This week at Gizmodo, we got our hands on Buckminster Fuller’s FBI file, recounted your worst PayPal horror stories, told you why you need to stop drinking bottled water, and hung out with Neal Stephenson to chat about his latest novel. Here are the highlights.
There are few things on this planet I hate more than bottled water. Just the crinkling sound of someone wrapping their mouth around one of those squeaky garbage accordions fills me with rage. I stopped drinking it a long time ago—and you should stop drinking it, too.
The internet is overflowing with fake images. But who has time to debunk them all? Sadly, we do. Today we’re releasing the debut episode of our new video series Totally Fake. This week: Dead celebrities.
This week on Meanwhile in the Future, we ask what would happen if Earth had a second moon. How exactly that happens I won’t reveal — you’ll have to listen! But once it does, there are some really interesting things that we might notice on Earth, from tides and the night sky, to the potential destruction of Earth.
Buckminster Fuller was a world-renowned architect, math-obsessed designer, and affable weirdo. He died in 1983, but Fuller is still remembered fondly today for his geodesic domes and his three-wheeled cars. Despite extensive historical interest in the man, his FBI file has never been made public. Until now.
Famed scifi author Neal Stephenson’s new novel Seveneves is out today, and one of the most exciting things about it is that it’s packed with realistic representations of space megastructures where humans live. We talked to Stephenson about his ideas, and have some exclusive art from Weta showing what they look like.
Microsoft Outlook has the distinction of being one of the world’s most widely-used email and calendaring systems — and the one that arouses the most profound indifference in its users. So we found the only person in our office who is non-ironically excited about the updates to Outlook that Microsoft announced this week.
Yesterday, PayPal agreed to pay customers $15 million for ripping them off over the past few years. After I wrote about it, reader horror stories started flooding my inbox and comments.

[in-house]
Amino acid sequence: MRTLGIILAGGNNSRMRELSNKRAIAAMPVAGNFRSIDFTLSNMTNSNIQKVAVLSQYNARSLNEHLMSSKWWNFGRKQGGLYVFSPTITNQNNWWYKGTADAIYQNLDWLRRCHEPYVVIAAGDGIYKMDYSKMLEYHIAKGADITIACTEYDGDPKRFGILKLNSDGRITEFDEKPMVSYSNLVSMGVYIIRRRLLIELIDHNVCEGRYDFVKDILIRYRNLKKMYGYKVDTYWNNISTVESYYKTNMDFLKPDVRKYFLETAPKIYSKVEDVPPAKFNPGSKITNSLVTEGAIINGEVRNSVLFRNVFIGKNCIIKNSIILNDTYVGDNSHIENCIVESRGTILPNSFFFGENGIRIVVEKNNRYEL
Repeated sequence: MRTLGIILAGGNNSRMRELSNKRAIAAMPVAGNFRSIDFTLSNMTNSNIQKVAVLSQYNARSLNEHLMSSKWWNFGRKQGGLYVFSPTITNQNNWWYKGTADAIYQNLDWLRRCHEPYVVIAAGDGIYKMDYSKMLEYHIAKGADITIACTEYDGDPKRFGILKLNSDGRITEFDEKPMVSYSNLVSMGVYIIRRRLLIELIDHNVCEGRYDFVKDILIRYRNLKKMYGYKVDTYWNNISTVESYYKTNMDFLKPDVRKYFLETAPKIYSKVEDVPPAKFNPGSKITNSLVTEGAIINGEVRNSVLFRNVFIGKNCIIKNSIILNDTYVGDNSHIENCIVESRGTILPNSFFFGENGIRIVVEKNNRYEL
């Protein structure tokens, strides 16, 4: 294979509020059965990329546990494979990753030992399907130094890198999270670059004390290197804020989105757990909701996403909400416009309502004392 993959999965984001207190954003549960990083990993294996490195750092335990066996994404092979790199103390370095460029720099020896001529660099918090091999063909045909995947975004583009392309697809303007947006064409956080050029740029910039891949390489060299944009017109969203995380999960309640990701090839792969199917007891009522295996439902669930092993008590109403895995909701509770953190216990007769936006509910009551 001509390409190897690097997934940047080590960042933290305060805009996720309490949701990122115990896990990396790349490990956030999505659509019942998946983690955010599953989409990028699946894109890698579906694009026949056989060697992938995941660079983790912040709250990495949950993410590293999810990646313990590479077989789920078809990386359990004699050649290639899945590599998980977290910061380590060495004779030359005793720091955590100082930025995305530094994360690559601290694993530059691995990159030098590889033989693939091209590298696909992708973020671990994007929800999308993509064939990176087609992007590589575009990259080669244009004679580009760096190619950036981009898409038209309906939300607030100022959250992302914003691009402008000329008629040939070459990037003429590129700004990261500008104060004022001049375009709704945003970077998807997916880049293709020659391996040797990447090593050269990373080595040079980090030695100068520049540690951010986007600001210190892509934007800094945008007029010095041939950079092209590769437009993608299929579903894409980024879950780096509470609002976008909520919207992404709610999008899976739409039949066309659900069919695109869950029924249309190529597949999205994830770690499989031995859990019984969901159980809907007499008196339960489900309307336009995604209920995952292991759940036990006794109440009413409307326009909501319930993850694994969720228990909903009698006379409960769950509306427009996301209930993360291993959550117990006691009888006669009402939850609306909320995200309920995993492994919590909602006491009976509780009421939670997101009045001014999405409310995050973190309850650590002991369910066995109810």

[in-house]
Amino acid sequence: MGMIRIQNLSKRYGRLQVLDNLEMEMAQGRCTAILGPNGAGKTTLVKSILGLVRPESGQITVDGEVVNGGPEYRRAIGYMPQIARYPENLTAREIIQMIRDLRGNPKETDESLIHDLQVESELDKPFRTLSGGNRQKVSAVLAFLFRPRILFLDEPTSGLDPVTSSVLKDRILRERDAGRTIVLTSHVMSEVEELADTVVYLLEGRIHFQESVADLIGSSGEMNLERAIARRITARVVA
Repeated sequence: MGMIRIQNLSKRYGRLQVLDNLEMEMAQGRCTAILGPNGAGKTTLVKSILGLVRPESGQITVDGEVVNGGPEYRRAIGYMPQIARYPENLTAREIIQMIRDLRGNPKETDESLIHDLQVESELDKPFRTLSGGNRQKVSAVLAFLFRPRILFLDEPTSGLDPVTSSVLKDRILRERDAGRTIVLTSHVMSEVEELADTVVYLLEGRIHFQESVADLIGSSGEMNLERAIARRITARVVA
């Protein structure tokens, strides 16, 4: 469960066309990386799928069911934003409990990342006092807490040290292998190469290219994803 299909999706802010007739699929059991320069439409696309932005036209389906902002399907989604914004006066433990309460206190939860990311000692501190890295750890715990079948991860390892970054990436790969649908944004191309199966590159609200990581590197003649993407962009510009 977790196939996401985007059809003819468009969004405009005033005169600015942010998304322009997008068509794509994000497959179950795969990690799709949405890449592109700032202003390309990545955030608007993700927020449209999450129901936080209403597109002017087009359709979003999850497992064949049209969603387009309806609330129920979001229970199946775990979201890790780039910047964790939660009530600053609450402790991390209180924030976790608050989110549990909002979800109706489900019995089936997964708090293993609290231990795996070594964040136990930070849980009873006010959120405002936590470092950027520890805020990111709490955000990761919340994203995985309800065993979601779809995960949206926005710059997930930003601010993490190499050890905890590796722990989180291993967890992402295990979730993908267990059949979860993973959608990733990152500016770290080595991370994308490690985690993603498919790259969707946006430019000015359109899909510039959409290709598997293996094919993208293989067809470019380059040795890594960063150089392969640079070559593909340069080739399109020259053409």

The most fundamental outdoor skill is also often one of the most misunderstood. Learn these five campfires and you’ll be able to cook food, scare off wild animals, stay warm or just have a bonfire on the beach. They’re simple, but everyone can probably learn something here.
Valve’s virtual reality demo at GDC was nothing short of magical—it used fancy emitter technology to let us actually walk around a demo room. It felt so real. Valve calls the tech Lighthouse, and it’s kind of genius.
01010100 01101111 01101101 01101111 01110010 01110010 01101111 01110111 01101100 01100001 01101110 01100100 00111111 00100000 01001101 01101111 01110010 01100101 00100000 01101100 01101001 01101011 01100101 00100000 01010011 01101110 01101111
The quick and dirty route to gaining strength is to take some kind of anabolic steroid. These drugs actually trick the body into building up muscle mass and endurance — but they can also age you far beyond your years.
Last week’s horrific Amtrak crash surfaced new concerns about the US’s neglect of its rail infrastructure, with blame falling on Congress for failing to allocate enough money to upgrade the system for safety. The truth is that trains would be the safest way to travel in this country—if more Americans embraced a future on rails.
Arnold Schwarzenegger is the greatest special effect of all time. And I know that sentence seems weird. “Darren,” you say, “Arnold is a person, not a special effect.” Is he though? Let me explain.